I haven’t ever seen this book cover in stores. Usually it’s the one with the black-and-white picture of saddle shoes, or the one that just has a half-nose and a mouth–right? And thank goodness, because the only way Lolita is physically tolerable is to think of it in parts. Pedophilia can be artsied up considerably, and Nabokov elevates it as high as it will ever go, but a cover like this reminds you that Lolita as a potential real-life girl is a quite upsetting thought. We’ve gotten so comfortable with this book as an established part of literature that we’ve forgotten the importance of the last word in the phrase, “a classic Russian novel about a young girl and a pedophile.”
Of course, it deserves to be a classic. The writing is unforgettable; Nabokov is able to unleash the English language into some sort of brilliant directional arrow that winds its way through the mazes of the human psyche, to the point where you can understand the spiraling, generous, profound depths of a desirous person’s inner life. To get a character who enables you to explore this, you have to have fairly extraordinary circumstances; the Russian novels that do it–Crime and Punishment, Anna Karenina, etc–are all filled with pain and scummy people and uncomfortable, sad situations. But it’s a long way between regular sad and the sad of a twelve-year-old girl who’s so fucked up that she seduces a pedophile. There is a lot that is nauseating about Lolita. I read the book when I was twelve myself, which is probably the reason I’m still so uncomfortable about it–but still.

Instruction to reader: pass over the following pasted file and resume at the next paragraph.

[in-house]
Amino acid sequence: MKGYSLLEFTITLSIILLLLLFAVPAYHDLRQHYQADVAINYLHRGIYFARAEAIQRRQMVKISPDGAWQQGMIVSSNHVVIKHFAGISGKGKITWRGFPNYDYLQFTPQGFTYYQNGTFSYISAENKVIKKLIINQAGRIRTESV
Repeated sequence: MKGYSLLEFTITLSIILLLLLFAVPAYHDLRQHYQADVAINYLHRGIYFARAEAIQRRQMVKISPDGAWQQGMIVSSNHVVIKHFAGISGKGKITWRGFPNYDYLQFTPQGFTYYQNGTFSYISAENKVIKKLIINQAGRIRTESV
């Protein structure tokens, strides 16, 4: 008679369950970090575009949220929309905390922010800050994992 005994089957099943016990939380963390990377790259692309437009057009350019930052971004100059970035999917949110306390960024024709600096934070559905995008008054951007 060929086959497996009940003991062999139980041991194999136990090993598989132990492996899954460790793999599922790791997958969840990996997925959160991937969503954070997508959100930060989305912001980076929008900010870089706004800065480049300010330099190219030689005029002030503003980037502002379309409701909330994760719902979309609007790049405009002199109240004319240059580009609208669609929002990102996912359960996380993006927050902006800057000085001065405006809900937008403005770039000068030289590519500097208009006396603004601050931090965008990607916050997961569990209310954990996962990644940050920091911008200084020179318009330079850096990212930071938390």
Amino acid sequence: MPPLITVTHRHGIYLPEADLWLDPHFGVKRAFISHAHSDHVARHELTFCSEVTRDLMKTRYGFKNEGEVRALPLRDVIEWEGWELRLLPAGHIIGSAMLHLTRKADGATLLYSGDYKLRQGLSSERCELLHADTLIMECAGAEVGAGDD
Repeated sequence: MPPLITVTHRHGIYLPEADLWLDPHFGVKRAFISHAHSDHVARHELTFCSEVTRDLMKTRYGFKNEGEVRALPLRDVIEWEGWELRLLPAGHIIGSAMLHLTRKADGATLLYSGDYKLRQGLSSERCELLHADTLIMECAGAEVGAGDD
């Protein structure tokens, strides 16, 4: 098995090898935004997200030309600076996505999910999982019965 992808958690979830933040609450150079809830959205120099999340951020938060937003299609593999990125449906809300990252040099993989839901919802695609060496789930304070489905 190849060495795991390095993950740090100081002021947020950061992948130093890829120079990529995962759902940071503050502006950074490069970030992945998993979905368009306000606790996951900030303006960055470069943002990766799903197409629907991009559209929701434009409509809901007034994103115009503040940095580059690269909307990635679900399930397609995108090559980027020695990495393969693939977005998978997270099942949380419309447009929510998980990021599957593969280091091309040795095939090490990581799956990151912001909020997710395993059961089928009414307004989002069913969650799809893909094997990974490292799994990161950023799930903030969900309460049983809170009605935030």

This excerpt should clear things right up.
“She was musical and apple-sweet. Her legs twitched a little as they lay across my live lap; I stroked them; there she lolled on in the right-hand corner, almost asprawl, Lola, the bobby-soxer, devouring her immemorial fruit, singing through its juice, losing her slipper, rubbing the heel of her slipperless foot in its sloppy anklet, against the pile of old magazines heaped on my left on the sofa—and every movement she made, every shuffle and ripple, helped me to conceal and improve the secret system of tactile correspondence between beast and beauty—between my gagged, bursting beast and the beauty of her dimpled body in its innocent cotton frock.”